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Sports Archives The Altamont Enterprise, July 28, 2011
Bjork setting herself and team up nicely
By Jordan J. Michael
VOORHEESVILLE Libby Bjork’s middle name is Ananya, which means “one like no other” in Thai. The rising sophomore and volleyball star from Voorheesville was adopted from a foster home in Bangkok, Thailand at age 2.
Last Friday, Bjork, now 15, sat on a comfy couch in her New Scotland home, trying to remember something from that day when she arrived in America. She tried to extract thoughts, but nothing came to mind.
“I don’t really know the Thai language anymore,” said Bjork. “I’m proud of my heritage, but I’ve lived here for so long. My mom says that I talk Thai in my sleep.”
Mary Bjork, sitting next to her daughter, said that it’s “a little freaky.” Both of them chuckled.
Already with a full résumé of volleyball accolades and interest from Division I colleges such as UCLA and Baylor, Libby Bjork was eagerly awaiting her trip to Tuscon, Ariz. on Sunday. She’ll be there until July 31, competing in the High Performance International Championship Games as starting setter for the Iroquois Empire Volleyball Association Select travel team.
Bjork, who’s been on Voorheesville’s varsity squad since eighth grade, made the High Performance team after a tryout in Saratoga in March. Coach Sue Medley liked how she ran a fast offense, she said. Bjork recently spent a week practicing with the team in Lake Placid at the Olympic Training Center.
“I think it’s a real challenge,” said Bjork. The International Championship has teams from all 50 states, as well as representation from China, Chili, Peru, Brazil, and Canada. “I’m excited,” she said. “I’ve already learned new setting skills.”
Picking up volleyball at age 9, Bjork got going quickly. She played on the North Country Albany Juniors with girls who were three to five years older, including her sister, Sarah, who also played for Voorheesville. The team ended up going to Minnesota for the Junior Olympic Championships.
It was intimidating at first to be on a team with older girls, Bjork told The Enterprise. She was small, but had a big serve. “I was put on a younger team after that,” she said. “I got used to being the youngest one. People treated me well, so it didn’t take long to not be intimidated.”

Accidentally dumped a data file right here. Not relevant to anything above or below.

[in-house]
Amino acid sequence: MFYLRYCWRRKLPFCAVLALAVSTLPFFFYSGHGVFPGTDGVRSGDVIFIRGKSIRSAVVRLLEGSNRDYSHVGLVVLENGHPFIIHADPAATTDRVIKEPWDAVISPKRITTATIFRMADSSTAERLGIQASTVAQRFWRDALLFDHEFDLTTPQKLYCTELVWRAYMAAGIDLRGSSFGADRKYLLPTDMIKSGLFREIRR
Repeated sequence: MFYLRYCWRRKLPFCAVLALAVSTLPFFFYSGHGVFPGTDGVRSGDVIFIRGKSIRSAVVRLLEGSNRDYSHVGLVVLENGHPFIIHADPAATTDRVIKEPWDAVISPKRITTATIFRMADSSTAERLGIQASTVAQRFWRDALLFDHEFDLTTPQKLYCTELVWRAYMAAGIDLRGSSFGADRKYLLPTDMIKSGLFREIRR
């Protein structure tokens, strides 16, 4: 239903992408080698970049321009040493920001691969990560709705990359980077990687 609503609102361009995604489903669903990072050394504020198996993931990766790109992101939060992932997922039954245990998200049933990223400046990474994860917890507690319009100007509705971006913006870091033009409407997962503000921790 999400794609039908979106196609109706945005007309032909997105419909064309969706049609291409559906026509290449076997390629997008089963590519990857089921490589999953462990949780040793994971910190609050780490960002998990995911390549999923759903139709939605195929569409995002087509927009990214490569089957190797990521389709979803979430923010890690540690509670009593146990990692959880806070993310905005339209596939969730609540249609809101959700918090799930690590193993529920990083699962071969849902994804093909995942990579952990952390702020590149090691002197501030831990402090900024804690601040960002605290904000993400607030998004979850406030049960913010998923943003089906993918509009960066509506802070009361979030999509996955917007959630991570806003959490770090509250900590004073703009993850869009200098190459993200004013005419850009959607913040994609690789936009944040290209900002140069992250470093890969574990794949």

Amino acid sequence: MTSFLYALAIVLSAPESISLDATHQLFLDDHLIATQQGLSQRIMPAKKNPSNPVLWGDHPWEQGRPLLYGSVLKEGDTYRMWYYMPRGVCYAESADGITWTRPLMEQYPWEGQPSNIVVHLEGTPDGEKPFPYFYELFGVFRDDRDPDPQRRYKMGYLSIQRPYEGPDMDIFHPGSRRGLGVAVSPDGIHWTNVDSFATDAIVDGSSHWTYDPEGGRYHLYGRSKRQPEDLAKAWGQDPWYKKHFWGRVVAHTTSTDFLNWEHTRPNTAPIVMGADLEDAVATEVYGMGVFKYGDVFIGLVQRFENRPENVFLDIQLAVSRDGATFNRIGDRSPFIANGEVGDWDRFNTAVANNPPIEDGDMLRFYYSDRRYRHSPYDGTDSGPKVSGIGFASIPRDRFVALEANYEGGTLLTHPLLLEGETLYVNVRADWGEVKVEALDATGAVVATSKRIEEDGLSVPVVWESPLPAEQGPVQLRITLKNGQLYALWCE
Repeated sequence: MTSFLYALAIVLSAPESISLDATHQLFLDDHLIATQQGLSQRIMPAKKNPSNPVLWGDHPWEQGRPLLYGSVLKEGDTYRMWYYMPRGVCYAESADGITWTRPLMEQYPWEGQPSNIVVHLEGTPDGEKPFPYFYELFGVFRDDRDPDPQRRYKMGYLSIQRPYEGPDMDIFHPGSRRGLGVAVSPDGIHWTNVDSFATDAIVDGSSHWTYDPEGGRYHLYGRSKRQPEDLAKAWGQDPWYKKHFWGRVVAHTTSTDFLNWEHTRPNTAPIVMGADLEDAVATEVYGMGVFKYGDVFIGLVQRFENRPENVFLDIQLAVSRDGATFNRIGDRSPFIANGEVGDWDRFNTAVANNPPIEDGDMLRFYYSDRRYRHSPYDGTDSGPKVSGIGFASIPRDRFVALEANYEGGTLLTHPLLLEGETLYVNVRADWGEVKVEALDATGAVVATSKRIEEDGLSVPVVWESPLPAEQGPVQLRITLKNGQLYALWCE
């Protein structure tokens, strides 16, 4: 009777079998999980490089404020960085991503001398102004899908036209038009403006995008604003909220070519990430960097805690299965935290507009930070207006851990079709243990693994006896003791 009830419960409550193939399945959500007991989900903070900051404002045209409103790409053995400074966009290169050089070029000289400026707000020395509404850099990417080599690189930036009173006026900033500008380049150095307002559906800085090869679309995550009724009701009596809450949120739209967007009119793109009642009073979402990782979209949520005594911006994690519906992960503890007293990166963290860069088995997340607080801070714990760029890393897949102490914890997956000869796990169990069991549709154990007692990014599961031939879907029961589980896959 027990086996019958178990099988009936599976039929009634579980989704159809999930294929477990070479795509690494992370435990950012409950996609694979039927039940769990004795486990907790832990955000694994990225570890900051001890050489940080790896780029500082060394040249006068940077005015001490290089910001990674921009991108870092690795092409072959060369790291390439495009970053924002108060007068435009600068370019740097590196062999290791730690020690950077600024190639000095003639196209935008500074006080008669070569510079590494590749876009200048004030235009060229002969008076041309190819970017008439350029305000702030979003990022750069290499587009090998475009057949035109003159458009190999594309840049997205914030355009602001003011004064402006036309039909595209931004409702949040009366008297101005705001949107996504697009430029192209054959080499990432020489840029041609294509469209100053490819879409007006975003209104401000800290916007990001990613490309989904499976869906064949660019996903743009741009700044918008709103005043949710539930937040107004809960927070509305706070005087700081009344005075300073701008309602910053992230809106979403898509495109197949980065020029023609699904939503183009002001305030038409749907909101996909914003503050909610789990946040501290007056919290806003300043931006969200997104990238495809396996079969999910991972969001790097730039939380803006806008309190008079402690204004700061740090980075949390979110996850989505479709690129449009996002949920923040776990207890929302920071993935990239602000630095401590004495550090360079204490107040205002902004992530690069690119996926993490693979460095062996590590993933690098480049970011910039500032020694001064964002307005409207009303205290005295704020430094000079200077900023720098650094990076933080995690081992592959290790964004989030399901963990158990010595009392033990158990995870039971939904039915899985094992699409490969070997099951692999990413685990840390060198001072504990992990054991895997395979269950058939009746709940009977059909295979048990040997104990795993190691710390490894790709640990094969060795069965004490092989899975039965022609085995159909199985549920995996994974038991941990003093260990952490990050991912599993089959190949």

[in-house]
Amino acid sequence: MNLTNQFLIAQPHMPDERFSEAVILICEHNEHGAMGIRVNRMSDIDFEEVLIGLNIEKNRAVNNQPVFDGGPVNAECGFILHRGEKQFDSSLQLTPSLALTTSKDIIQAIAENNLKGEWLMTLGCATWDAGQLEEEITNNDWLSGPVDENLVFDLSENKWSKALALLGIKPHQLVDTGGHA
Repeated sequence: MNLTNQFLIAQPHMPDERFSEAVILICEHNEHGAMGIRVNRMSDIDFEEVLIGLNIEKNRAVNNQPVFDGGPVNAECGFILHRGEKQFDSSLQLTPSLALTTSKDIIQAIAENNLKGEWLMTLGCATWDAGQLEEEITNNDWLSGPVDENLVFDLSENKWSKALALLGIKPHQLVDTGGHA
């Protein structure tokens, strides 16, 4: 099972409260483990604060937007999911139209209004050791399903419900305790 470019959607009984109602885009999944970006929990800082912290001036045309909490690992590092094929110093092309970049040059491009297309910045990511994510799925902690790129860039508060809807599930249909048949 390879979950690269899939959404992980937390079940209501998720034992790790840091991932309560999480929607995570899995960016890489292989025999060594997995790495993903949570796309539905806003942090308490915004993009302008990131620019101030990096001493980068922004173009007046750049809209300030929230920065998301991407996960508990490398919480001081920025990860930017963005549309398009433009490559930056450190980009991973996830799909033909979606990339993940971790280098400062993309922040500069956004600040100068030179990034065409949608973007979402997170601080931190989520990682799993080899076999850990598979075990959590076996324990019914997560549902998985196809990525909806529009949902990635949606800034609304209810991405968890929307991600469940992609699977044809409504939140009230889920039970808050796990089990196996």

The Lady Birds’ varsity team made Bjork its manager when she was in fifth grade and she eventually made the team a few years later. “I just love playing,” she said. “It’s competitive and moves real fast. Everyone is so happy to be playing together.”
Bjork was named a New York State All Star for Class C after her Voorheesville team played in the state finals against Falconer. She was responsible for setting up her teammates, who crushed the ball, going undefeated until that final match in Glens Falls.
Being a setter in volleyball is like playing chess. The setter has to think two moves down the line.
“The difference between a good setter and a great one is knowing what’s happening on the other side of the net,” Bjork said. “It’s hard to know everything, but you get a feeling of what’s going to happen.”
Good luck charm
Volleyball is a year-long obligation for Bjork. School ball runs from August to November and then she plays with Lakeside Volleyball Club from November until Memorial Day. After that, she’s with IREVA while simultaneously preparing for the Voorheesville season with teammates and four University at Albany players.
Lakeside consists of seven hours of practice time a week and tournaments on the weekends. For the Blackbirds, Bjork practices 15 hours a week on top of 16 matches in two months.
Besides all of that, Bjork finds time to play trumpet, be social, be secretary of student government, and hold down a 96.46 average in school.
“Volleyball doesn’t define me, it’s just fun for right now,” said Bjork. “I love to play, and I play a lot, but I find time to focus on other things.”
Colleges can’t officially recruit high-school athletes until their junior year, but Bjork isn’t even sure if she would want to play in college. She read the letters from UCLA and Baylor and plans on filling out the questionnaires. “Sports take up a ton of time in college,” she said. “I don’t want to miss anything.”
Bjork still has three years of high school left, but she’s played much more volleyball than the average 15-year-old ever would. She hopes to try for the United States International team, which plays in different countries.
“Some people think that this sport isn’t hard, but then they watch and understand,” Bjork said. “Keeping a team together is the hardest part. When the energy is low, it affects everybody.”
Voorheesville’s energy was through the roof last fall. Bjork’s teammates nicknamed her “Budda,” rubbing her belly before every match.
“I made them do it,” said Bjork. “It was our good luck charm.”